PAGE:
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Socioeconomic Position and Lung Cancer Risk: How Important is the Modeling of Smoking?

Matukala Nkosi, Thomasa,b; Parent, Marie-Élisea,b,c; Siemiatycki, Jacka,b,c; Rousseau, Marie-Claudea,b,c

doi: 10.1097/EDE.0b013e31824d0548

Background: Although it has been reported that low socioeconomic position (SEP) is associated with lung cancer, the extent to which this reflects SEP differences in cigarette smoking is unclear. We investigated how various modeling approaches for smoking might influence this observed association.

Methods: We used data from a case-control study conducted in Montreal, Canada (1996−2002), comprising 1203 subjects with incident lung cancer and 1513 population controls. SEP was measured by census-based and self-reported income, residential value, education level, and occupational class. Odds ratios (ORs) and 95% confidence intervals (CIs) were estimated using logistic regression, and Akaike's Information Criterion (AIC) was used to compare model fit.

Results: Associations were observed between SEP indicators and lung cancer, but gradually disappeared with more comprehensive adjustment for smoking. For comparisons of the highest to lowest categories of census-based income, the OR for lung cancer was 0.58 (95% CI = 0.32−1.05) when adjusting only for smoking status (never, former, current), but 0.97 (0.51−1.86) when adjusting for smoking status, cigarette-years, and time since cessation. For comparisons of highest to lowest levels of education, the ORs for lung cancer were 0.50 (0.38−0.65) and 0.76 (0.57−1.02), when making the least and most comprehensive adjustments for smoking, respectively. Similarly, comparing highly skilled with unskilled manual workers, the ORs were 0.78 (0.54−1.12) and 1.00 (0.68−1.47), respectively. With thorough smoking adjustment, associations between SEP indicators and lung cancer virtually disappeared, and SEP did not improve model fit.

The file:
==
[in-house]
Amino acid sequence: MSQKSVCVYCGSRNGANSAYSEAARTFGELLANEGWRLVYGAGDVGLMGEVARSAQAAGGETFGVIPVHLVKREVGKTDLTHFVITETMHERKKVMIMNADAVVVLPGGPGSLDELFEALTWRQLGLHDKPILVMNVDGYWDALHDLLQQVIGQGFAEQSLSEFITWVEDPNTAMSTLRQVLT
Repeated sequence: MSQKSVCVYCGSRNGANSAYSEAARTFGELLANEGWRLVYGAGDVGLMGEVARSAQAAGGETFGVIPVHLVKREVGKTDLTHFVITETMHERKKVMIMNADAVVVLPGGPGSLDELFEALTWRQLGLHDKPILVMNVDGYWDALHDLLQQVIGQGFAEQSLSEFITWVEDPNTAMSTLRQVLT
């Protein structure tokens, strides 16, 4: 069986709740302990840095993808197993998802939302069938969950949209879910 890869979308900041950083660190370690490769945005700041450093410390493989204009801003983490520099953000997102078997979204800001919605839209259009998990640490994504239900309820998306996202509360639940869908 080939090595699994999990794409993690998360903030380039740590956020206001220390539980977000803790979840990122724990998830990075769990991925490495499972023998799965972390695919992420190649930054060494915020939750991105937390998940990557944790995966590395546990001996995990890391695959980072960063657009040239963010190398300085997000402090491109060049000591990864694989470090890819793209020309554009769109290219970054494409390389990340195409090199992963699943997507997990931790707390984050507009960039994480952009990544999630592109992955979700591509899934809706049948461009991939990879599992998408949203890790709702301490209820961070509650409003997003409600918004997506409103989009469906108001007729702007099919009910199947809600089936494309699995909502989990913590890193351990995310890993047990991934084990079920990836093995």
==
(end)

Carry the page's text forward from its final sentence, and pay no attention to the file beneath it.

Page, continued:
Conclusions: Previously reported associations of SEP with lung cancer may be attributable to incomplete adjustment for smoking. Our findings underline the importance of adjusting for several dimensions of smoking behavior to make correct inferences.

Supplemental Digital Content is available in the text.

From the aDepartment of Social and Preventive Medicine, Université de Montréal, Montréal, QC, Canada; bEpidemiology and Biostatistics Unit, INRS-Institut Armand-Frappier, Laval, QC, Canada; and cResearch Center of the Université de Montréal Hospital Center, Montréal, QC, Canada.

Submitted 13 July 2010; accepted 10 November 2011; posted online 13 March 2012.

Supported by research and personnel support grants from Health Canada, the Canadian Cancer Society, the Institut de recherche en santé et sécurité au travail du Québec, the Fonds de la recherche en santé du Québec (FRSQ), and the Canadian Institutes of Health Research (CIHR). M.C.R. was the recipient of a New Investigator Award from the CIHR and a Salary Award from the FRSQ. M.É.P. is the recipient of a Senior Investigator award from the FRSQ. J.S. holds the Guzzo-Cancer Research Society Chair in Environment and Cancer. The authors reported no other financial interests related to this research.

Supplemental digital content is available through direct URL citations in the HTML and PDF versions of this article ( This content is not peer-reviewed or copy-edited; it is the sole responsibility of the author.

Correspondence: Marie-Claude Rousseau, Epidemiology and Biostatistics Unit, INRS-Institut Armand-Frappier, 531 boulevard des Prairies, Laval (Québec), Canada H7V 1B7. E-mail:

© 2012 Lippincott Williams & Wilkins, Inc.